Registration gives the benefit of site update e-mails and additional information from Takeda on new education materials and events.
ADHD Institute Register

What is ADHD?

Attention-deficit hyperactivity disorder (ADHD), or hyperkinetic disorder (HKD), is a diverse neurodevelopmental condition characterised by symptoms of inattention, hyperactivity and impulsivity, and can have a significant impact on affected individuals’ lives.1,2 There are two key medical classification systems used to define ADHD:

  • The American Psychiatric Association’s Diagnostic and Statistical Manual of Mental Disorders – 5th Edition (DSM-5TM) medical classification system which defines ADHD as “a persistent pattern of inattention and/or hyperactivity-impulsivity that interferes with functioning or development”.1
  • The International Classification of Diseases 11th Revision (ICD-11), which defines ADHD as “a persistent pattern of inattention and/or hyperactivity-impulsivity that has a direct negative impact on academic, occupational or social functioning”.2

How common is ADHD?

ADHD is known to persist across the lifespan and affects people of all ages. ADHD prevalence rates vary between children, adolescents and adults (Figure 1), and by gender and symptom presentation.1,3-8

Figure 1: Summary of ADHD prevalence rates in different age groups. Figure developed from multiple sources.3-6,9

Summary of ADHD prevalence rates in different age groups

What comorbid psychiatric disorders are associated with ADHD?

The majority of adults with ADHD have a diagnosed or undiagnosed psychiatric comorbidity, which can complicate diagnosis and treatment of ADHD (Figure 2).10-12

Figure 2: Main comorbid psychiatric disorders in adult ADHD. Reproduced with permission from Kooij JJS et al. J Atten Disord 2012; 16(5 Suppl): 3S-19S.13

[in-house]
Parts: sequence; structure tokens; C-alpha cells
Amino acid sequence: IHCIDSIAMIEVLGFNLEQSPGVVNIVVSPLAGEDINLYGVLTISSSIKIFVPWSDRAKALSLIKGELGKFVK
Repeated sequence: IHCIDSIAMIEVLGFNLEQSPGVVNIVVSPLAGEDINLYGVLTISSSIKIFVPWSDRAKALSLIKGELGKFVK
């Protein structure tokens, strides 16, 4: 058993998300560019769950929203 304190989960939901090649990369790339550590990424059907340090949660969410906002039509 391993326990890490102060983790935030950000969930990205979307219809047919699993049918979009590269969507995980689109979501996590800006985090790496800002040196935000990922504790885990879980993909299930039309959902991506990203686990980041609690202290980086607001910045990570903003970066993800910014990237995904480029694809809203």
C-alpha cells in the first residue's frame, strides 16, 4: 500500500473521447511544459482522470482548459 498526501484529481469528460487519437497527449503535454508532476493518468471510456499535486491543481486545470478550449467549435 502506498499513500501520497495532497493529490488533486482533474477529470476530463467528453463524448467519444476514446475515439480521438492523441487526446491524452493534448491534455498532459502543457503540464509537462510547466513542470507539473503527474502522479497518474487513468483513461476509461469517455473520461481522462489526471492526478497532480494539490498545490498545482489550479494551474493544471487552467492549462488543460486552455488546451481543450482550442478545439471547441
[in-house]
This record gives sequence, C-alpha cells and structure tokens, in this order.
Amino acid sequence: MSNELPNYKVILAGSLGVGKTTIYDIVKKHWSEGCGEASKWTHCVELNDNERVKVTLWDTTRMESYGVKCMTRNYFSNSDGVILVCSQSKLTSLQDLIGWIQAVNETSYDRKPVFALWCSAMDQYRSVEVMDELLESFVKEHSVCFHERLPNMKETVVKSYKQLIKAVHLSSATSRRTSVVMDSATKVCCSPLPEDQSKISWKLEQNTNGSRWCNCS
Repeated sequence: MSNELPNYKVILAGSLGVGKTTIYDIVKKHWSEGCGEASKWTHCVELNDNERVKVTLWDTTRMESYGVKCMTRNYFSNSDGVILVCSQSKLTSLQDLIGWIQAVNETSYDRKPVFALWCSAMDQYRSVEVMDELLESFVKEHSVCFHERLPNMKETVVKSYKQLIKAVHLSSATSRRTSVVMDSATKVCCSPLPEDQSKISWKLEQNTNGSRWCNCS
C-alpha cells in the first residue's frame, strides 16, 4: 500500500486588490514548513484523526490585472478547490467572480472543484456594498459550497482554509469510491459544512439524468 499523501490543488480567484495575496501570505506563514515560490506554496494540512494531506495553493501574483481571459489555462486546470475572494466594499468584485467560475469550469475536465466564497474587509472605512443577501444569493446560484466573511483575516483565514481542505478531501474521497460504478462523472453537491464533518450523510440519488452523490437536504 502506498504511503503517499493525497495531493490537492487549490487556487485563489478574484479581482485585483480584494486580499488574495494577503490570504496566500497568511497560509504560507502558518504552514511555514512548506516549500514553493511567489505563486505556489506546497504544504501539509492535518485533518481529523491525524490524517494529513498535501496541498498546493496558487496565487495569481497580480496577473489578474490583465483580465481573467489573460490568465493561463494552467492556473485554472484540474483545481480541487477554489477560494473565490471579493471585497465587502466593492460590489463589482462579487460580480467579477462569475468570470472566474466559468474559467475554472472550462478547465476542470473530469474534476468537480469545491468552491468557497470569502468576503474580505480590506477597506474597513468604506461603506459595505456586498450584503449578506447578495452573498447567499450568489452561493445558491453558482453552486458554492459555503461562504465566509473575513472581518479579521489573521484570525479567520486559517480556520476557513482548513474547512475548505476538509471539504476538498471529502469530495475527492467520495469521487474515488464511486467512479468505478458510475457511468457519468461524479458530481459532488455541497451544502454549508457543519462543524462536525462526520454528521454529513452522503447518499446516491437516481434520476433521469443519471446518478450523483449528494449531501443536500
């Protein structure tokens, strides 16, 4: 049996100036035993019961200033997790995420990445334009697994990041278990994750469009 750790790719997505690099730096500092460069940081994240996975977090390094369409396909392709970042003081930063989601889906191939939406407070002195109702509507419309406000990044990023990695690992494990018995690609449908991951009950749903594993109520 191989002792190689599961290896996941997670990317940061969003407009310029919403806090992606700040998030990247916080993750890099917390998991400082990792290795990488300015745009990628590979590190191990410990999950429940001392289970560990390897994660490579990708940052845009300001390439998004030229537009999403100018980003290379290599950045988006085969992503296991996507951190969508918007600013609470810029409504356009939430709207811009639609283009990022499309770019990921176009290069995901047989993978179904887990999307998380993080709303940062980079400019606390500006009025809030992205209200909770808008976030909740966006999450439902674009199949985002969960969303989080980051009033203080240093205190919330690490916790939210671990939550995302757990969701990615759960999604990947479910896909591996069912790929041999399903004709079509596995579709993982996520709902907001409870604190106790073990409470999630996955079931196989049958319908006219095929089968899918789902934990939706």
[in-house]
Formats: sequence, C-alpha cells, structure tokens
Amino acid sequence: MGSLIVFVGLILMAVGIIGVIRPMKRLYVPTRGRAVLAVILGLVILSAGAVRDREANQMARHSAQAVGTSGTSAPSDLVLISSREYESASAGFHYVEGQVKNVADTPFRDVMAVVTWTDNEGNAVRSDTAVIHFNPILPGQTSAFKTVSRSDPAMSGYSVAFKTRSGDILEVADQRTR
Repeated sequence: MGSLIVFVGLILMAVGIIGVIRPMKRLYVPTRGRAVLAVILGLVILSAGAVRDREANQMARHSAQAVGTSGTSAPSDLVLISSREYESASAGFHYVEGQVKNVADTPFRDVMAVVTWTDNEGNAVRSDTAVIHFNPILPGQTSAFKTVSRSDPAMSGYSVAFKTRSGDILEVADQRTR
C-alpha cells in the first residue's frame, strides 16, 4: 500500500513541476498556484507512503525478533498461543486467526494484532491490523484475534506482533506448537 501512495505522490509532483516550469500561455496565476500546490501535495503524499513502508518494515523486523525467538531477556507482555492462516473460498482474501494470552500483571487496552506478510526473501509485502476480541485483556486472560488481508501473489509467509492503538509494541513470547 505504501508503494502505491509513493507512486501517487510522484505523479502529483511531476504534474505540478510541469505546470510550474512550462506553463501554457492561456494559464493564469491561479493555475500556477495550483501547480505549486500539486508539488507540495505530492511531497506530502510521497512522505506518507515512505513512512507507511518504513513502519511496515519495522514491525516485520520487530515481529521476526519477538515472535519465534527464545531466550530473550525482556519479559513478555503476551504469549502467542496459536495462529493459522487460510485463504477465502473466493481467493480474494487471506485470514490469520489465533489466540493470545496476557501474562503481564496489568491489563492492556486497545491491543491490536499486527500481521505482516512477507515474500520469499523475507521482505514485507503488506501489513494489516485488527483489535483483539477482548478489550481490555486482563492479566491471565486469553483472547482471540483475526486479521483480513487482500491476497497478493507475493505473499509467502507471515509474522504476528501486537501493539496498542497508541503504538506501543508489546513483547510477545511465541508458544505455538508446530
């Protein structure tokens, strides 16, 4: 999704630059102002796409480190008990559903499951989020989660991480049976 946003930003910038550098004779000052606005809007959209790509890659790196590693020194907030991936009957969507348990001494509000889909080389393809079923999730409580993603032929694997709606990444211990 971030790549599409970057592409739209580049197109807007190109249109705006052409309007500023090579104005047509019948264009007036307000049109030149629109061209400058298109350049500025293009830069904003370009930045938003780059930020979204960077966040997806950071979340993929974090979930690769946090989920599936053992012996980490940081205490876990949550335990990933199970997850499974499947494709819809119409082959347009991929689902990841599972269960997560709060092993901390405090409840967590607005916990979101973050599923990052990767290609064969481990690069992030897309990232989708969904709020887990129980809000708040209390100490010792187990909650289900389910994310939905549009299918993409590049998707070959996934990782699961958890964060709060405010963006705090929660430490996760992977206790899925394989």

Main comorbid psychiatric disorders in adult ADHD

What causes ADHD?

The aetiology of ADHD is complex and is thought to have a neurobiological component, an underlying genetic component and be associated with several environmental risk factors, which may increase the likelihood of some ADHD symptoms.14-53

What is the impact of ADHD?

ADHD can have a significant social impact on affected individual’s lives, causing disruption at school, work and in relationships.54-61 Symptoms of ADHD may also increase risk-taking behaviour.54,62,63 Consequently, the quality of life of individuals with ADHD may be impaired, although some positive aspects of ADHD have been reported.55,56,64-67 ADHD can also be associated with substantial economic burden for the individual, their family and societal healthcare services.68,69

  1. American Psychiatric Association. Diagnostic and Statistical Manual of Mental Disorders, Fifth Edition. 2013.
  2. World Health Organization. ICD-11: International Classification of Diseases 11th Revision. 2018. Available at: Accessed January 2021.
  3. Wichstrøm L, Berg-Nielsen TS, Angold A, et al. Prevalence of psychiatric disorders in preschoolers. J Child Psychol Psychiatry 2012; 53: 695-705.
  4. Schlack R, Hölling H, Kurth BM, et al. The prevalence of attention-deficit/hyperactivity disorder (ADHD) among children and adolescents in Germany. Initial results from the German Health Interview and Examination Survey for Children and Adolescents (KiGGS). Bundesgesundheitsblatt Gesundheitsforschung Gesundheitsschutz 2007; 50: 827-835.
  5. Canals J, Morales-Hidakgo P, Jane M, et al. Prevalence in Spanish preschoolers: comorbidity, socio-demographic factors, and functional consequences. J Atten Disord 2016; 22: 143-153.
  6. Fayyad J, Sampson NA, Hwang I, et al. The descriptive epidemiology of DSM-IV Adult ADHD in the World Health Organization World Mental Health Surveys. Atten Defic Hyperact Disord 2017; 9: 47-65.
  7. Nøvik TS, Hervas A, Ralston SJ, et al. Influence of gender on attention-deficit/hyperactivity disorder in Europe–ADORE. Eur Child Adolesc Psychiatry 2006; 15(Suppl 1): I15-I24.
  8. Willcutt EG. The prevalence of DSM-IV attention-deficit/hyperactivity disorder: a meta-analytic review. Neurotherapeutics 2012; 9: 490-499.